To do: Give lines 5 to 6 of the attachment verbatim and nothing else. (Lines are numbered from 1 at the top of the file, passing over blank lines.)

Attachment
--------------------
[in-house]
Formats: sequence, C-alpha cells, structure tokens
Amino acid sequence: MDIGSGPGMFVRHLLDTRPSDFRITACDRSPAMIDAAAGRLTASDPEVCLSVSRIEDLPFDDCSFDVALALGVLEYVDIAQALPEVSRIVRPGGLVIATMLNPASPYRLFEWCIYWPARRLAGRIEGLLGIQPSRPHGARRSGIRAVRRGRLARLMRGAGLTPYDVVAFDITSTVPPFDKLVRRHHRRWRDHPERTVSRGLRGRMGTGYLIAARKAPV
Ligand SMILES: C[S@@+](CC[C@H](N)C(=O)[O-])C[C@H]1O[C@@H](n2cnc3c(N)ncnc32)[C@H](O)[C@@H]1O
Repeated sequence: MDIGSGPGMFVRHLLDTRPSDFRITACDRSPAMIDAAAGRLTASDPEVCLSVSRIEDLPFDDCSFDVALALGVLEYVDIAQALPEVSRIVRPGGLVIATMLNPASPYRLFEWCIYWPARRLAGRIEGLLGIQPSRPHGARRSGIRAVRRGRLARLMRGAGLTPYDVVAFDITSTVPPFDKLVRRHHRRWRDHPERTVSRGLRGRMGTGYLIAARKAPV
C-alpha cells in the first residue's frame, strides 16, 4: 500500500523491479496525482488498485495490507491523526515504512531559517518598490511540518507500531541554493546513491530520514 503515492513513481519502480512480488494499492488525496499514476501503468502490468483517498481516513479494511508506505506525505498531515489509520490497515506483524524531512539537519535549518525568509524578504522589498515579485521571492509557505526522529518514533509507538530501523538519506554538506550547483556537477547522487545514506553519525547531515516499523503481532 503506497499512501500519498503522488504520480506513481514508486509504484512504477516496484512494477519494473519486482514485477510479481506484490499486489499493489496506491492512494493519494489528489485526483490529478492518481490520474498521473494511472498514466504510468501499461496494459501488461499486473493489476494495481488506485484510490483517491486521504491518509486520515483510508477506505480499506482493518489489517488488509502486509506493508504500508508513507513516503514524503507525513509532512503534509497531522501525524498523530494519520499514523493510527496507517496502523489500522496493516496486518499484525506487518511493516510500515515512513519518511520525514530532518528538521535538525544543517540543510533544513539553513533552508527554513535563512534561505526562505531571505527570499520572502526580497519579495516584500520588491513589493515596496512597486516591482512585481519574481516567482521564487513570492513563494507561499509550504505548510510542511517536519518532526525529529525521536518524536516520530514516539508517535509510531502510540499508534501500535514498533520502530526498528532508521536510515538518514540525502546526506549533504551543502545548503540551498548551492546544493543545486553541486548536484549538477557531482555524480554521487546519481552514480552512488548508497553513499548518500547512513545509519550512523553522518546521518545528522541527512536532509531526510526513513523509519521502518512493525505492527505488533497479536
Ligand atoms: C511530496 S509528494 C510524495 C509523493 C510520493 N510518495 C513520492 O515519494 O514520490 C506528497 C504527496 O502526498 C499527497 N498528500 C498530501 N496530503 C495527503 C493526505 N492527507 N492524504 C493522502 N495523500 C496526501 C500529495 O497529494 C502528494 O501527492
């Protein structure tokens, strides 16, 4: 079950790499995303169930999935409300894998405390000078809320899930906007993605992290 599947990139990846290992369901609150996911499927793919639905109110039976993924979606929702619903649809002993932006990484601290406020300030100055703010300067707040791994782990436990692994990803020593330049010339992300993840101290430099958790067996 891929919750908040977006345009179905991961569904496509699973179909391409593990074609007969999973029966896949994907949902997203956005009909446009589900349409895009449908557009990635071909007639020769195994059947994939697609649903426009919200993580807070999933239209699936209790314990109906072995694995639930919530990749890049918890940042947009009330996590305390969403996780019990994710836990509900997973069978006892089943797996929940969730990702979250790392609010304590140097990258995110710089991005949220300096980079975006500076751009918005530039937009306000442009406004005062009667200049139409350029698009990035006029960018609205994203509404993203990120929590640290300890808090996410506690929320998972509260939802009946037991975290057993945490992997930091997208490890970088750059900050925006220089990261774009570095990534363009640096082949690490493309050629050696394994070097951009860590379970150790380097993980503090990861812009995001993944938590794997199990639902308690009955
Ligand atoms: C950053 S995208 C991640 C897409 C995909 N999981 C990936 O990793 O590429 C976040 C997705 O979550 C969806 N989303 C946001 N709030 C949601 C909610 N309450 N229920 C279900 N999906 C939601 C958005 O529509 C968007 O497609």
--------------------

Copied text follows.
Repeated sequence: MDIGSGPGMFVRHLLDTRPSDFRITACDRSPAMIDAAAGRLTASDPEVCLSVSRIEDLPFDDCSFDVALALGVLEYVDIAQALPEVSRIVRPGGLVIATMLNPASPYRLFEWCIYWPARRLAGRIEGLLGIQPSRPHGARRSGIRAVRRGRLARLMRGAGLTPYDVVAFDITSTVPPFDKLVRRHHRRWRDHPERTVSRGLRGRMGTGYLIAARKAPV
C-alpha cells in the first residue's frame, strides 16, 4: 500500500523491479496525482488498485495490507491523526515504512531559517518598490511540518507500531541554493546513491530520514 503515492513513481519502480512480488494499492488525496499514476501503468502490468483517498481516513479494511508506505506525505498531515489509520490497515506483524524531512539537519535549518525568509524578504522589498515579485521571492509557505526522529518514533509507538530501523538519506554538506550547483556537477547522487545514506553519525547531515516499523503481532 503506497499512501500519498503522488504520480506513481514508486509504484512504477516496484512494477519494473519486482514485477510479481506484490499486489499493489496506491492512494493519494489528489485526483490529478492518481490520474498521473494511472498514466504510468501499461496494459501488461499486473493489476494495481488506485484510490483517491486521504491518509486520515483510508477506505480499506482493518489489517488488509502486509506493508504500508508513507513516503514524503507525513509532512503534509497531522501525524498523530494519520499514523493510527496507517496502523489500522496493516496486518499484525506487518511493516510500515515512513519518511520525514530532518528538521535538525544543517540543510533544513539553513533552508527554513535563512534561505526562505531571505527570499520572502526580497519579495516584500520588491513589493515596496512597486516591482512585481519574481516567482521564487513570492513563494507561499509550504505548510510542511517536519518532526525529529525521536518524536516520530514516539508517535509510531502510540499508534501500535514498533520502530526498528532508521536510515538518514540525502546526506549533504551543502545548503540551498548551492546544493543545486553541486548536484549538477557531482555524480554521487546519481552514480552512488548508497553513499548518500547512513545509519550512523553522518546521518545528522541527512536532509531526510526513513523509519521502518512493525505492527505488533497479536